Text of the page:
Meet Joe Sanberg, a ‘progressive entrepreneur’ who believes in God

Sanberg’s newest business is a socially conscious banking services firm

Teenagers are usually considered students, not teachers. But next month , the L.A. Trust for Children’s Health, a nonprofit that works with the city’s school district, will start teaching teenagers the science behind coronavirus vaccines, and then training them to talk to their family and friends about it in an effort to combat vaccine hesitancy among Black and Latino Angelenos. “They’re young enough to learn about it, and old enough to talk about it with their parents,” said Joe Sanberg, 42, a Los Angeles businessman who is funding the program. 

An investor in Blue Apron, the fresh meal-kit company, and Ivy, a subscriber-based educational platform, Sanberg calls himself a “progressive entrepreneur.” He uses business, philanthropy and government in various combinations to try to help people and solve problems.

The technology behind Aspiration, a bank he co-founded in 2013, lets customers decide their own fees and give to charity as they bank. Investors include the actor Orlando Bloom and the Omidyar Network; in May, it raised $135 million. Sanberg also founded Golden State Opportunity, a nonprofit that serves low-income Californians by facilitating access to public benefits, and serves on the boards of the Sierra Club and the Jefferson Awards foundations. He spoke with eJewishPhilanthropy for our regular feature, “The Ask,” in which leaders share their goals and vision.

This interview has been edited and condensed.

Helen Chernikoff: Tell us about how you came to call yourself a progressive, and to work in these varied fields.

Joe Sanberg: It started with my bar mitzvah, honestly. My portion was Shoftim [Judges] — tzedek, tzedek, tirdof — “justice, justice you shall pursue.” That’s shaped where I spend my time professionally. I was focused on activism in college. I was involved with Justice for Janitors, Harvard College Democrats. I took a year off and worked on Al Gore’s [presidential] campaign. Afterward, I became an analyst at Blackstone. When I graduated, I needed to support my mom. I went to career services and looked for the highest-paying job. We lost our home to foreclosure around the time I finished high school. That shaped how I saw the world. So many people work hard and play by the rules, and life still doesn’t always work out. I lost myself a bit in my 20s. I became obsessed with money, and lost touch with my core Jewish values, and that bar mitzvah boy reading Shoftim.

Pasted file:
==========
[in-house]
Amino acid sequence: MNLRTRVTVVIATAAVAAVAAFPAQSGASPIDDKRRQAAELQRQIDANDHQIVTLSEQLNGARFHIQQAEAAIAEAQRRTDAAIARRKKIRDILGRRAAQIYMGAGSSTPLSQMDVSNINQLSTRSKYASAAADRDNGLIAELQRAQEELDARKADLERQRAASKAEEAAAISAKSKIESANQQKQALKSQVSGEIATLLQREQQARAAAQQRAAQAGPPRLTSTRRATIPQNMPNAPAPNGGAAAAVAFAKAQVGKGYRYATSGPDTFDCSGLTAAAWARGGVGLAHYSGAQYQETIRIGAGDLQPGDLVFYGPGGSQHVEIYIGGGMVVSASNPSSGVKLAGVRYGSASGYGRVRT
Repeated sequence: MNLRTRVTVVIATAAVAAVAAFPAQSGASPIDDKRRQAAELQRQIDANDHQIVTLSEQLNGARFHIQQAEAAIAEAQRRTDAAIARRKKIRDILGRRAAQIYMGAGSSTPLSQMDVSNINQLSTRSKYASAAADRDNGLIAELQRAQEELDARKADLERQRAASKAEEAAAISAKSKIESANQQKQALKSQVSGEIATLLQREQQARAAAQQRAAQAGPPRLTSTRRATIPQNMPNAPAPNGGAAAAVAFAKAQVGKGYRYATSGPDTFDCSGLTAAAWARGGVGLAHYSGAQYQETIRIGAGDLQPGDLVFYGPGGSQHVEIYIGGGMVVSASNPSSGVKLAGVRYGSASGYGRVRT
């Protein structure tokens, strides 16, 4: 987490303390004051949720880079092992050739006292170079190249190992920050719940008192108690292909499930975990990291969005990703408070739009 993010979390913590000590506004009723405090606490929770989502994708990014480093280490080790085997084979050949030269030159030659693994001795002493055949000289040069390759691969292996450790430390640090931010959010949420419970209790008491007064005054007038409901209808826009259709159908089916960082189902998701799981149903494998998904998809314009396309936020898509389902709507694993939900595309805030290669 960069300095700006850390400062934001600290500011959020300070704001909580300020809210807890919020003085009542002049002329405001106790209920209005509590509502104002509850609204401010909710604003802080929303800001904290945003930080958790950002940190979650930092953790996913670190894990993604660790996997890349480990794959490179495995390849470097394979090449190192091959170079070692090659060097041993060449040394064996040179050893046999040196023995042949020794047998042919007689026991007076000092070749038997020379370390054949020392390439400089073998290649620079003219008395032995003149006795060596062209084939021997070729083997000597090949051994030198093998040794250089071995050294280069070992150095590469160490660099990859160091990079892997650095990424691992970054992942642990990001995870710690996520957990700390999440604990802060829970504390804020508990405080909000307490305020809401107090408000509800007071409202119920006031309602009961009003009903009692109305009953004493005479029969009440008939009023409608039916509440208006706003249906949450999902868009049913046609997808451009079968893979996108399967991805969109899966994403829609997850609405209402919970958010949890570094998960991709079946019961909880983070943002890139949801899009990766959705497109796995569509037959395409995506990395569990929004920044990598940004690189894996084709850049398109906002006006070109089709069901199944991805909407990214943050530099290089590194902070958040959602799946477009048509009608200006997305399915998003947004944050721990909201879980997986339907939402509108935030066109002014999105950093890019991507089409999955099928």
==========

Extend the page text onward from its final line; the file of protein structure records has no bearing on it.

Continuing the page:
HC: Can you talk more about the role of Judaism in your life?

JS: I credit my faith in God and my prayer life. I do a lot of reading of Scripture on my own. That helps me ground myself, and that was the way I reconnected with myself in my late 20s , and realized who I was meant to be.

HC: What project is giving you hope right now?

JS: That’s a hard question. It’s like picking a favorite child. Aspiration is about giving people the tools to make positive change in their world. You can plant trees. You can offset the carbon impact in your spending. It looks like financial products, but at the core, it’s also automated social impact, to millions or tens of millions of people. Golden State Opportunity was founded in 2016 to organize low-income people to get their earned income tax credit. And my initial vision for Aspiration was that it would create a relationship between the state and low-income Californians, and also deliver other benefits. It will be a delivery vessel of programs to low-income people.

HC: Was there a particular moment when you felt like you’d found your calling?

JS: When we were able to help get California to expand its earned income tax credit in 2017, that was the most gratifying moment. Because when we’d originally won it, it was only available to 400,000 people. One of the most painful experiences of those early days was having to see so many low-income people come to the community events we were sponsoring who weren’t eligible. So in 2017, I used a different approach. I organized low-income people to call the legislature and be their own advocates. I shifted away from an influencer-driven campaign and focused on a grassroots campaign. When we got tens of thousands of people to call their representatives in Sacramento, that helped. They expanded it again in 2019. 

HC: Do you think you might go into politics yourself?

JS: Everyone should look at politics. I’ve thought about it. It’s an important way to serve. If I thought it was the best way to serve, at a certain point in my life, I’d definitely do it.